Chances are you can’t go through life without having any difficult conversations. Conversations you’d rather not have. Difficult conversations are by nature not nice, are they worse for introverts? 66% of people feel stressed or anxious if they know a difficult conversation is coming up (CMI)
Why are these conversations “difficult”.
There are many examples of conversations that could be “difficult”; perhaps addressing poor performance, unacceptable behaviour, bullying, giving developmental feedback to staff, saying no to team members, handling a grievance or disciplinary process, or countless other reasons.
Other than the fact that we are saying things to colleagues we think they may not like, there’s the emotions. The intensity and complexity of emotions that conversations like this can arouse, both for you as manager and the person you’re speaking to.
The emotions generally arise from fear:
- Am I good enough?
- Can I handle their reaction?
- Will I be supported by peers, HR or my boss?
- Losing friends
That’s a lot of raw emotion to handle, both yours and theirs.
Are difficult conversations worse for introverts?
Difficult conversations and especially conflicts are draining for most people. That’s why people tend not to like them!
There are two things about introverts that can make the problem worse.
- Internal processing. Introverts process thoughts internally before (and possibly after) talking. We “think to talk” (stereotypical extroverts “talk to think”). So, introverts are likely to think through the difficult conversation more than many other people. Continual replaying of something unpleasant isn’t good!
- Energy levels. Typically, introverts lose energy by being with people, it’s worse in large groups and with people they don’t know well. So, introverts tend to be conscious of managing their energy levels, consciously or subconsciously avoiding things that drain energy. Difficult conversations, or conflict, are emotionally draining for most people – perhaps even more so for an introvert who focuses on not losing their energy.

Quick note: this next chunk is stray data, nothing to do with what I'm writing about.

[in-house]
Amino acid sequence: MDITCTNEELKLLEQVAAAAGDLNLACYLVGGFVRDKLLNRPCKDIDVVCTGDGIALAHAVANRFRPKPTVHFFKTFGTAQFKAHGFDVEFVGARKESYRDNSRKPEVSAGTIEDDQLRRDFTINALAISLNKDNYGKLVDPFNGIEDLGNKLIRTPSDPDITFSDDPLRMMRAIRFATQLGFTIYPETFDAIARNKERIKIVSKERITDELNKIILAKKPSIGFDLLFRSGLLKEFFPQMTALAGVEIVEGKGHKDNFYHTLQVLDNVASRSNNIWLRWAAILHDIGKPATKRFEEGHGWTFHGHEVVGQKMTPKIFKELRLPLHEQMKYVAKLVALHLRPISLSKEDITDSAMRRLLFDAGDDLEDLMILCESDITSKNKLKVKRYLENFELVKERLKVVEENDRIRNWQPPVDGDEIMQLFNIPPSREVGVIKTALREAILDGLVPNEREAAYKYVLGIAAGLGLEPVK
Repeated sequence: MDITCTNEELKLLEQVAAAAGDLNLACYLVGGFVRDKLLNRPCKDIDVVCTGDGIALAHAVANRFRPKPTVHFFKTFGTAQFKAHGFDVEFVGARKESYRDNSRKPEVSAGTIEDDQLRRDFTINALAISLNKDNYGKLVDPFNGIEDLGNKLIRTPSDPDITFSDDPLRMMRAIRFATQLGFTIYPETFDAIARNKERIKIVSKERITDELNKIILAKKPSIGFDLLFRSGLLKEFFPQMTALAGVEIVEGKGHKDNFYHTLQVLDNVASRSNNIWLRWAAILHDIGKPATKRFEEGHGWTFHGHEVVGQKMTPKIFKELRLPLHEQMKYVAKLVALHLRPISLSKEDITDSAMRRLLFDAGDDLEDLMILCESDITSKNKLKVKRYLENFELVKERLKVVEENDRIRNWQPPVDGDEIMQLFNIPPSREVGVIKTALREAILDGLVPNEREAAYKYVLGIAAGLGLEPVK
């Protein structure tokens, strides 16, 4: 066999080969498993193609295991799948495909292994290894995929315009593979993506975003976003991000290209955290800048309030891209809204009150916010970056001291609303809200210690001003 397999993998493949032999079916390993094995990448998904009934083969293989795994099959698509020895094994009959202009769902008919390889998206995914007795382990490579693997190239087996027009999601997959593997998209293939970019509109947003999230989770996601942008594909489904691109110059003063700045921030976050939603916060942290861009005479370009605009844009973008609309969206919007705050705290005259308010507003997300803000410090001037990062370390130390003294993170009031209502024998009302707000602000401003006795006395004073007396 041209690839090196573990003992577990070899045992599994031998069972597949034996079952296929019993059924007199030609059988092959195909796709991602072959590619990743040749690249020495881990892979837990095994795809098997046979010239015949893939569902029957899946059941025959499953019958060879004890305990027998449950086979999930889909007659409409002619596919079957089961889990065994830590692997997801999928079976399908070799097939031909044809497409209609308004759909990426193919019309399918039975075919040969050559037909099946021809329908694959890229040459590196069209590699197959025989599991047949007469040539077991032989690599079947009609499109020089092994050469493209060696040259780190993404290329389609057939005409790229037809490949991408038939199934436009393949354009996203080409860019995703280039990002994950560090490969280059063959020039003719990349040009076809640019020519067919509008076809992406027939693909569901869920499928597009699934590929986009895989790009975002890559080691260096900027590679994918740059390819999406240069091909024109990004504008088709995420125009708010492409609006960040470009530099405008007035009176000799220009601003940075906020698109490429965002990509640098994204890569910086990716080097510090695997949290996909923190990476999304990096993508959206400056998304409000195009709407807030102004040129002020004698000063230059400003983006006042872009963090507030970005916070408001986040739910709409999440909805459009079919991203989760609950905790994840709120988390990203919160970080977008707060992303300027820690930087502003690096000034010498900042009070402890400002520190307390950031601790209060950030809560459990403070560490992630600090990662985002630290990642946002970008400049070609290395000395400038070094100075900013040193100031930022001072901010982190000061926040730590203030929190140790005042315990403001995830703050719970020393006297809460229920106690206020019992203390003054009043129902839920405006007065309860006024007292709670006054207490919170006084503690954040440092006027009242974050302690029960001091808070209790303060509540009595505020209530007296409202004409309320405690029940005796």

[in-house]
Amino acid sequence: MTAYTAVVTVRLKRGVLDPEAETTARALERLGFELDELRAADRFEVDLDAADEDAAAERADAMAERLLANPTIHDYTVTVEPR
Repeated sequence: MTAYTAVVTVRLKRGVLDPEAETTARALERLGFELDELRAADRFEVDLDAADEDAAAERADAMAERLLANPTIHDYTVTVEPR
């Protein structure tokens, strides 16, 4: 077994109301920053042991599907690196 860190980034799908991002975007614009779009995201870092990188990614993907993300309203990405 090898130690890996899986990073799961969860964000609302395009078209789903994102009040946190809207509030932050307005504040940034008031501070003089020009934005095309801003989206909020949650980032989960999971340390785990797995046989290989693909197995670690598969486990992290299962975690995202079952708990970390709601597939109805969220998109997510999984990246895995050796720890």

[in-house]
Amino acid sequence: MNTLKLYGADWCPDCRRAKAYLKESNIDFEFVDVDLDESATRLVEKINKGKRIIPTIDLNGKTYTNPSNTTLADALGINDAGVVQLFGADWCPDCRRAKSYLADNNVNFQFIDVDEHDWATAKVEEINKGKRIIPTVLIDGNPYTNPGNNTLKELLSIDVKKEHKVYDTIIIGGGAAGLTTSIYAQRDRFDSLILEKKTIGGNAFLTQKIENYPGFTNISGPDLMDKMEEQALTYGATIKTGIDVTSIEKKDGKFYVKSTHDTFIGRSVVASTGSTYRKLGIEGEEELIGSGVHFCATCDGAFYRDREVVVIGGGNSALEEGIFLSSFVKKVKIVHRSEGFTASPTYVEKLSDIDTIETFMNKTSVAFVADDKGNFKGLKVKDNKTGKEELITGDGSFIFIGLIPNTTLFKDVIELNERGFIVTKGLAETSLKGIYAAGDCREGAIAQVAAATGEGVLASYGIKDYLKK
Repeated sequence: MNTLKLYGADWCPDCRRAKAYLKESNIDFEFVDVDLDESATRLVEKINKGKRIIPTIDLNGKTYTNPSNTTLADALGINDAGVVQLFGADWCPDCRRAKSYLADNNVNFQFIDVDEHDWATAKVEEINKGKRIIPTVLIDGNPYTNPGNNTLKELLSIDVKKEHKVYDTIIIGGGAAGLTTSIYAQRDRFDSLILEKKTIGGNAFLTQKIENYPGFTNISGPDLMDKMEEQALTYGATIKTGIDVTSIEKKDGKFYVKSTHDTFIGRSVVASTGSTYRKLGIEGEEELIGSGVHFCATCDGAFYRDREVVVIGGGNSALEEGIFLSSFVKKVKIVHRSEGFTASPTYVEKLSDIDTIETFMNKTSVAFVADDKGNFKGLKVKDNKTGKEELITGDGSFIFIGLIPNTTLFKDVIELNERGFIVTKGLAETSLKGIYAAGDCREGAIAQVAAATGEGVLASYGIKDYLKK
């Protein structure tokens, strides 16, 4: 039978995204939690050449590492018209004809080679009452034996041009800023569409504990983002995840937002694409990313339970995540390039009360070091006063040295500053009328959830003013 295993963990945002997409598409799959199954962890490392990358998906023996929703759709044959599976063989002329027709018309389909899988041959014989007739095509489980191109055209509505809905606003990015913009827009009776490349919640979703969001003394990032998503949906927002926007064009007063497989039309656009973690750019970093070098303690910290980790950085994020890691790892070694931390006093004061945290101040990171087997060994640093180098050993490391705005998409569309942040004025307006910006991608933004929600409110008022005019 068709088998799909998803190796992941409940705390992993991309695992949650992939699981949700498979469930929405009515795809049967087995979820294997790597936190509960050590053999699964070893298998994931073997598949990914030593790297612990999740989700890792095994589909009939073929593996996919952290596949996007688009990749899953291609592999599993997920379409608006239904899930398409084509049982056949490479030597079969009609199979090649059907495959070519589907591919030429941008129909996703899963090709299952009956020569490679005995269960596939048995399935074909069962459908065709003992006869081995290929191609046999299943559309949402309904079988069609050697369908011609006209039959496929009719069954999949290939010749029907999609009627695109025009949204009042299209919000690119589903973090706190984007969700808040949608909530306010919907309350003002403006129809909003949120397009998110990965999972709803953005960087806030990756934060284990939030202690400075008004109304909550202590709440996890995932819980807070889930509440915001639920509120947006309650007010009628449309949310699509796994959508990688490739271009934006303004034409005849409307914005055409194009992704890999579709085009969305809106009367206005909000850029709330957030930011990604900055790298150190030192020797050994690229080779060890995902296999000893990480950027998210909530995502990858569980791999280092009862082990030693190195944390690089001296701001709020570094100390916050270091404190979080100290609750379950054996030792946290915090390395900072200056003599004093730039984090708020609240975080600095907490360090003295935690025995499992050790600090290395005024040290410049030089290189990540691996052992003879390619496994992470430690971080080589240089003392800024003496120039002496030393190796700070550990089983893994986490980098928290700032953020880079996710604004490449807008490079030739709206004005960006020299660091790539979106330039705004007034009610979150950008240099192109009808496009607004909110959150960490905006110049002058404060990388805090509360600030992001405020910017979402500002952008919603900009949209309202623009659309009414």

Should you avoid difficult conversations?
No, don’t avoid difficult conversations, that normally makes things worse in the future.
You might be able to defuse them early on (but that is normally a difficult conversation). Sometimes you might be able to avoid things that create the problem. But you’re likely to have them, here are some tips for handling difficult conversations.
Tips for handling difficult conversations.
- Reframe: Applying the label “difficult” to the conversation may make things worse. Focus on constructive outcomes.
- What is the issue? Frame the discussion on it and keep it on that issue. Most importantly the discussion it about the behaviour (or whatever the issue is), not the person.
- Language: Stick to plain English that you both understand, rather than complicated euphemisms to try and skirt around the issue.
- Facts: Stick to facts and specific examples. Prepare them first and check them out!
- Listen: Hear their point of view, show that you’ve heard them and that you care about how they see things.
- Silence: If there’s a gap in the conversation, don’t rush to fill it. As an introvert you’re probably happy with gaps, allow the other person time to respond.
- Enquiring: Adopt and enquiring mindset. You want to find out their perspective, there may be things for both of you to learn.
- Anger: You may get an angry response, “why me”, “it’s unfair”, “you are xxx”, etc. That’s a normal response to bad news, be ready for it and don’t react being argumentative or going into combat mode.
Note for introverts and difficult conversations
Avoidance seems easy, but rarely works. You’re either bottling things up and giving in, or the situation is continuing to fester while you avoid it.
Prepare, introverts are good at that, but don’t over prepare. Get the facts, consider how you’ll approach it, their responses and your responses. But don’t keep playing it out and draining your energy, or you’ll make it worse!
Use you introvert superpowers: You’re good at listening, questioning, seeing different views and probably at remaining dispassionate. These are useful skills when dealing with difficult conversations, use them rather than caving in.